Health & Safety | 

Workplace Monitoring: What Employers Can and Can't Do

Employers often monitor employee communications and activities to help promote a safe, secure, and productive work environment. Several laws, such as the Electronic Communications Privacy Act (ECPA) and the National Labor Relations Act (NLRA), may impact how you monitor phone calls and computer use or how you conduct video surveillance. Below, we cover some workplace privacy rules and best practices.

Background:

The ECPA is a federal law that sets certain restrictions on monitoring email, phone conversations, and data stored electronically while those communications are being made, are in transit, and when they are stored on computers. The law generally restricts the interception and monitoring of oral, wire and electronic communications, unless certain conditions, such as a legitimate business purpose and an employee's consent to monitor, are met.

In addition, certain states have laws governing workplace monitoring. For example, some require employers to provide employees with advance written notice before monitoring the workplace, Court rulings on common laws relating to the right to privacy may also impact how and whether workplace monitoring is allowed.

Phone Calls:

Under the ECPA, employers must generally obtain consent from at least one of the parties to the communication before monitoring and recording company phone calls. However, several states require consent from all parties. For example, if the employer wishes to record on company equipment phone conversations between customer service representatives and clients, certain states would require the employer to obtain consent from both the service representatives and clients.

Before instituting a phone call monitoring program, check your state law and keep in mind the consent requirements of the other states where parties to the call may be located during the conversation. Consult legal counsel to ensure you are complying with all relevant laws.

Computer Use:

For valid business purposes, employers may monitor employees' use of company-owned electronic communication systems. To help manage privacy expectations, communicate a written policy that explains that the purpose of monitoring is to gather information for legitimate business reasons. Additionally, inform employees they should have no expectation of privacy when using company-issued mobile devices and company-owned computers, email, or Internet (including Wifi if applicable).

Video Surveillance:

Employers generally have the right to conduct video surveillance in certain work areas for legitimate business purposes, provided they notify employees and visitors of the surveillance. Typically, this is done by posting a sign in a conspicuous location. Additionally, cameras should be visible to anyone who enters the area.

Some states have restrictions on video surveillance, such as prohibiting employers from recording audio and limiting where video surveillance may be conducted. Regardless of the state, employers should not install video surveillance in places where there is a reasonable expectation of privacy, such as restrooms, locker rooms, or dressing rooms. Check your state's workplace privacy laws to ensure compliance.

NLRA-Related Activities:

Under the National Labor Relations Act (NLRA), employees have the right to work together to improve wages or other terms and conditions of employment (with or without a union). Employers are prohibited from using workplace monitoring to interfere, restrain or intimidate employees who are exercising their rights protected by the law. For example, videotaping employees engaging in protected activity or setting up surveillance in break areas may violate the law.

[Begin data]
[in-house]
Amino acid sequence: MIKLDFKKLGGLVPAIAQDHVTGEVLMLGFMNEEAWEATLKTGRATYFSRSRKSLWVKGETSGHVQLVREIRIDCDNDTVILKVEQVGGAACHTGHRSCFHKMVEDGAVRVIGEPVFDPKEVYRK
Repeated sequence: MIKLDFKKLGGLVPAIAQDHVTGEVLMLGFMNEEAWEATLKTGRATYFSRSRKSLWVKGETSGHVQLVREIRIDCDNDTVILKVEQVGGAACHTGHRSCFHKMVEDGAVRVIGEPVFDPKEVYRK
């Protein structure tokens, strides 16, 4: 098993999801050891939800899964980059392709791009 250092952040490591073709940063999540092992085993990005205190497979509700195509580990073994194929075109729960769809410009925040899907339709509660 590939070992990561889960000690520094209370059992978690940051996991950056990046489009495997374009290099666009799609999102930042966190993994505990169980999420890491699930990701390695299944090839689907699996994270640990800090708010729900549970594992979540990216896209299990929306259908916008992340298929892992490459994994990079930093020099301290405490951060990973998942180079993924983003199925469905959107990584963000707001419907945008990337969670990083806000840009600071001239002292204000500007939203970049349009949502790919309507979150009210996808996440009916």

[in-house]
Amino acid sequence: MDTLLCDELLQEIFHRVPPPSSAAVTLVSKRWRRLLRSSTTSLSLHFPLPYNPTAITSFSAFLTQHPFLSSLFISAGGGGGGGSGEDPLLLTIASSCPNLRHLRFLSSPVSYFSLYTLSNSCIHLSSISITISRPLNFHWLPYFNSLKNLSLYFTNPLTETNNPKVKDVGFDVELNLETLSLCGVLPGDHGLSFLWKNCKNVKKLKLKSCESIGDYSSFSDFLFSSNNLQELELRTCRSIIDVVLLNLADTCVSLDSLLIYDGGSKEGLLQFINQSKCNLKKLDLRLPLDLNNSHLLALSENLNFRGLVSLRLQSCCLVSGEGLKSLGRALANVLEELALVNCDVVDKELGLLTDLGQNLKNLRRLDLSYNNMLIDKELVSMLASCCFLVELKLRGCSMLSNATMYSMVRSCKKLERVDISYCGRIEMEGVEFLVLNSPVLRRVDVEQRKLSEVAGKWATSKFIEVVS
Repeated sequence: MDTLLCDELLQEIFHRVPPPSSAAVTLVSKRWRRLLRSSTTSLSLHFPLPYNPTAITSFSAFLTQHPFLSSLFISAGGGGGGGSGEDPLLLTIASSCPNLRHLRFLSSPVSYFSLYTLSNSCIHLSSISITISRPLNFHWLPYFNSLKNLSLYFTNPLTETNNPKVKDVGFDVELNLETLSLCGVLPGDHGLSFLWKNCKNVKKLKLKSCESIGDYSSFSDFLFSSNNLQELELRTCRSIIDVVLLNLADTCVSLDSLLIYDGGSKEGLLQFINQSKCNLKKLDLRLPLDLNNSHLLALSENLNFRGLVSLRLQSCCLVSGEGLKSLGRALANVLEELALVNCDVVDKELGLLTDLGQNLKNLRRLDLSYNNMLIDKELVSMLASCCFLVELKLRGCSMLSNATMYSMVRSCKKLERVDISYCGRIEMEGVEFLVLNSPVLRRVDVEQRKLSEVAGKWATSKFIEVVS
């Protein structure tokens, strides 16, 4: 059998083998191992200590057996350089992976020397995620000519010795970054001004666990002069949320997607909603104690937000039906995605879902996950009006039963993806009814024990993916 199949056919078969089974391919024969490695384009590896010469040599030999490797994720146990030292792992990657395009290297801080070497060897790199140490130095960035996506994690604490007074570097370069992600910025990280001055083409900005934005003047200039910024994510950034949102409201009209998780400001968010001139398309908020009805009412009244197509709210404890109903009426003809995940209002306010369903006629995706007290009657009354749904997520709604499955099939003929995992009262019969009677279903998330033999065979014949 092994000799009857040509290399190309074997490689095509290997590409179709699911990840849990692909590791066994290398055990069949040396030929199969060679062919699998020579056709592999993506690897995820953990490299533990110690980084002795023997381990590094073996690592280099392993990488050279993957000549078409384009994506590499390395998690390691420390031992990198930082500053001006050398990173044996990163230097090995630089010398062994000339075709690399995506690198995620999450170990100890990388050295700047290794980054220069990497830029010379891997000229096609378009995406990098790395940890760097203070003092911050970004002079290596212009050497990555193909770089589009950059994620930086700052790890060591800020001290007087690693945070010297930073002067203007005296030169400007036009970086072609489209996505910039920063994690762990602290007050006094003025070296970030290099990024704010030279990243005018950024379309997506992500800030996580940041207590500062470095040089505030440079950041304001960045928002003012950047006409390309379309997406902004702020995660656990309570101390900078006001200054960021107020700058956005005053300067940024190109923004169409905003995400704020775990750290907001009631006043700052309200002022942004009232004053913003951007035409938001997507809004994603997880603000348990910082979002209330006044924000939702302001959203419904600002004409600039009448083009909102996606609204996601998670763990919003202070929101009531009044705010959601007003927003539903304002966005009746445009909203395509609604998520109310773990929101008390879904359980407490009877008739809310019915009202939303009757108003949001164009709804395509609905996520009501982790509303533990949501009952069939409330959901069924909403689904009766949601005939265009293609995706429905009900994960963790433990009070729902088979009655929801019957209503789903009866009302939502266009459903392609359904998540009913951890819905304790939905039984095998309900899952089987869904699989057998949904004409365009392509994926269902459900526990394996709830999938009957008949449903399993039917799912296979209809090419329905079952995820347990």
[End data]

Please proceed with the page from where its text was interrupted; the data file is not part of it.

Social Media:

Several states prohibit employers from asking employees or applicants for their log-in credentials to personal social media accounts. Some also expressly prohibit employers from requiring employees to log into their personal social media accounts in the employer's presence and/or requiring employees to "friend" their supervisor. Even in states that don't expressly prohibit these activities, it's a best practice to avoid requesting access to personal social media accounts.

Note: State laws often include exceptions for investigations into allegations of employee misconduct. Check your state law to ensure compliance.

Employees Recording in the Workplace:

With mobile devices now ubiquitous, one of the challenges employers sometimes face is employees using their personal devices to record video and audio or to take photos in the workplace. Depending on the circumstances, this activity could be prohibited by several laws, including the ECPA and/or state law. While it may be tempting to implement a blanket ban on employees taking photos or recording in the workplace, employers should exercise caution and consult legal counsel when drafting policies. Overly broad restrictions may run the risk of infringing on employees' rights to engage in protected activity, such as the right to oppose discrimination and harassment or to work together to improve working conditions.

Oversight:

If you conduct workplace monitoring, implement safeguards and training to prevent unauthorized access to employee activity logs and surveillance. Records should be kept in a secure location that is only accessible by authorized personnel. Maintain a log of the individuals that access electronic monitoring records along with the date and time in which they are accessed.

Conclusion:

When conducting workplace monitoring, comply with federal and state laws and aim to strike a balance between business goals and employees' privacy rights.

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